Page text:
Category Archives: Philosophy

Aristotelian Matter in an Evolutionary Cosmos

Presented at the Society for Aristotelian Studies June 2011 In the Theaetetus we learn that an opinion is not something easily formed, that it takes time, conversation both interior and exterior, the proper balance of daring and caution, and I … Continue reading

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The Medieval Roots of American Rights

One unfortunate consequence of a typical Great Books sequence is a one-sided view of the importance of authors like Hobbes and Locke on the natural rights doctrine of the American founding. In this Crisis article, Andrew Latham helpfully summarizes key … Continue reading

Posted in In the Public Square, Philosophy, Political Thought, Reflections on the Books | 1 Comment

The Role of the Philosopher in Society a la Socrates

Below is a transcription of the Q&A session following my talk on the education of the philosopher in the Republic (Turning the Whole Soul). Most of the questions centered on the role the philosopher is supposed to play in society. … Continue reading

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Integrating the Arts and Sciences through Natural Philosophy

In A Natural Philosopher’s Lament, John Brungardt addresses the important role natural philosophy should play in properly integrating studies of science and the humanities: In the natural sciences, love and skill can be at odds. Curricula that overemphasize technical competence … Continue reading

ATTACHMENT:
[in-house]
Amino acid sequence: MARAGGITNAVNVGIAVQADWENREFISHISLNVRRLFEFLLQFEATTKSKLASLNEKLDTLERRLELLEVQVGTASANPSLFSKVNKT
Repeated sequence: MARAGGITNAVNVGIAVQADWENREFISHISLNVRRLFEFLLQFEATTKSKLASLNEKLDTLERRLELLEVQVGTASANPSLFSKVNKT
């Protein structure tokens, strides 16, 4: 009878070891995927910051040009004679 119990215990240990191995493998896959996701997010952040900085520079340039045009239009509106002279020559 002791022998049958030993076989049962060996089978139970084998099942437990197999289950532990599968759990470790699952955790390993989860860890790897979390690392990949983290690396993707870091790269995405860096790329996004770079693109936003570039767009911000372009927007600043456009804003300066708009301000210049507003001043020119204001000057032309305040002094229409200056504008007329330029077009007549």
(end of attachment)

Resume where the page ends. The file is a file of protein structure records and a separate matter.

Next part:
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The Frenzy of Philosophy

For the second semester in a row, I handed out copies of “What I Learn From Exams”. Last year, it led to intense in-class discussions about what grades mean to students, and about aspects of our college’s culture that inadvertently … Continue reading

Posted in Living It, Philosophy, Reflections on the Books | 1 Comment

Five Definitions of Man

Five Definitions of Man Am I a monster more complicated and swollen with passion than the serpent Typho, or a creature of a gentler and simpler sort, to whom Nature has given a diviner and lowlier destiny? Socrates, Phaedo I … Continue reading

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Questions, Opinions, and the Philosophic Life I, with Quotations from Authorities

I gave a talk this week at our college (Thomas Aquinas College) which I entitled, “Questions, Opinions, and the Philosophic Life”. In it, after sharing something of my experience as a sometimes joyfully, sometimes painfully driven questioner, I tried to … Continue reading

Posted in Living It, Philosophy, Reflections on the Books | 3 Comments

Sacra Doctrina Project

John Brungardt informs us of a promising new initiative that ‘aims to contribute to the Church’s longstanding tradition of seeking a knowledge through causes that is certain and evident about the source of our salvation that is still, at its height, … Continue reading

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Turning the Whole Soul: The Moral Journey of the Philosophic Nature in Plato’s Republic

I forgot that we were playing and spoke rather intensely. For, as I was talking I looked at Philosophy and, seeing her undeservingly spattered with mud, I seem to have been vexed and said what I had to say too … Continue reading

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Basing Thought on Common Sense

A good, clear explanation of the meaning of common sense, one which stands up to scientific reductions and provides the foundation for bringing science into the service of wisdom. But perhaps someone playing devil’s advocate would preempt us and say: … Continue reading

Posted in Philosophy, Science, Uncategorized | 1 Comment